One of the education technology blogs that I read had a post about the need for states and local communities to develop policies to access rural broadband access.
From Moving at the Speed of Creativity...
Iowa must develop policies at the statewide and local levels to expand rural broadband access. It's a matter of economic development for rural communities. How can you expect a business to locate in a rural community when they lack basic infrastructure to run a business in the 21st century?
We CANNOT wait for commercial Internet providers, like AT&T, Verizon, and others, to bring high-speed Internet connectivity to rural America based on return-on-investment (ROI) calculations. These companies have not brought those services to rural America because it is not comparably profitable to do so as it is in urban population centers. When we electrified our nation in the 1930s, we did not wait for behemoth mega-corporations to conduct ROI studies, and then “get back to us with their decision.” No, we formed a variety of utility cooperatives and utilized government subsidies to get our entire nation electrified. Organizations like the Tennessee Valley Authority were created and maintained to provide electricity as well as other services in areas where businesses and corporations wouldn’t do it. The same thing needs to happen today with rural broadband connectivity. The 2006 Tennessee Taskforce on rural broadband deployment’s observations were and are exactly on target in this regard:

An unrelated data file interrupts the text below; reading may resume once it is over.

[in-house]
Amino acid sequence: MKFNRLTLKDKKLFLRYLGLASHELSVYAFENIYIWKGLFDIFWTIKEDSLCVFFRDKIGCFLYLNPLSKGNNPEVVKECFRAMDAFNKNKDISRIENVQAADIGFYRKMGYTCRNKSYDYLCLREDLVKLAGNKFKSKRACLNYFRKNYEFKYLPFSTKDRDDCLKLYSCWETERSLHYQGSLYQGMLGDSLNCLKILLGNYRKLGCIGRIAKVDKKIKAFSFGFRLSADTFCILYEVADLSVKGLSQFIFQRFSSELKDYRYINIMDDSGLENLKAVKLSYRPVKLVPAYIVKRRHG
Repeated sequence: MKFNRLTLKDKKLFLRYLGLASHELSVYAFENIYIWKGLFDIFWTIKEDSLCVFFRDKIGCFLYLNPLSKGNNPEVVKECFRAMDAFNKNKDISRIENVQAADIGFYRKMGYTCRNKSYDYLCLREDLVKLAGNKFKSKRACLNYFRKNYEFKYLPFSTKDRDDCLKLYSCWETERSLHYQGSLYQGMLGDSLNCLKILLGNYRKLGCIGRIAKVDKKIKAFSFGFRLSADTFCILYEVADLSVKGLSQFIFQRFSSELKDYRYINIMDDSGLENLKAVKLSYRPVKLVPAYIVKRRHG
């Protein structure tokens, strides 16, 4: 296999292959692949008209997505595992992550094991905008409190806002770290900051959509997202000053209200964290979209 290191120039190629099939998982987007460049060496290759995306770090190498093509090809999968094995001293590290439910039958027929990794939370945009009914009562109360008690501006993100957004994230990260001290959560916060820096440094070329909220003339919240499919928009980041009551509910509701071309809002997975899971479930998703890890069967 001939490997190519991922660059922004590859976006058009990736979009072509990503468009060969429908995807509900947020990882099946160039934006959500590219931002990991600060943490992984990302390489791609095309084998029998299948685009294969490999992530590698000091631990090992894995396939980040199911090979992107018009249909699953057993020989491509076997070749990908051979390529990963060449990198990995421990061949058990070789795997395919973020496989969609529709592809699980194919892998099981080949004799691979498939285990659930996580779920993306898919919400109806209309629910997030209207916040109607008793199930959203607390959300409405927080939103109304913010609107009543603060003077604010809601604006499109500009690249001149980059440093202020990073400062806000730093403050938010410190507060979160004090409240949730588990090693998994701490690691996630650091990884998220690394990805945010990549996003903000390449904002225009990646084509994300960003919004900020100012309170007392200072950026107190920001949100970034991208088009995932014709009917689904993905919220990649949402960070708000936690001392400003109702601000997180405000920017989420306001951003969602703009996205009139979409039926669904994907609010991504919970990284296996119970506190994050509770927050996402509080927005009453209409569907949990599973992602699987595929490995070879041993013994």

“Rural electrification [in the United States] was achieved only after a coordinated effort by the public and private sectors, which succeeded in driving full deployment and adoption of that technology to farms and small towns across the country,” the report stated. “Widespread deployment and adoption of broadband also will require a coordinated effort by the public and private sectors.”
Our assumptions of what is normal, expected, and standard for “high speed” Internet in the United States are in need of a MAJOR shift. Compared to parts of east Asia and Europe, our “high speed” connections are excruciatingly slow. Telecommunications companies are not going to “fix” this problem on their own.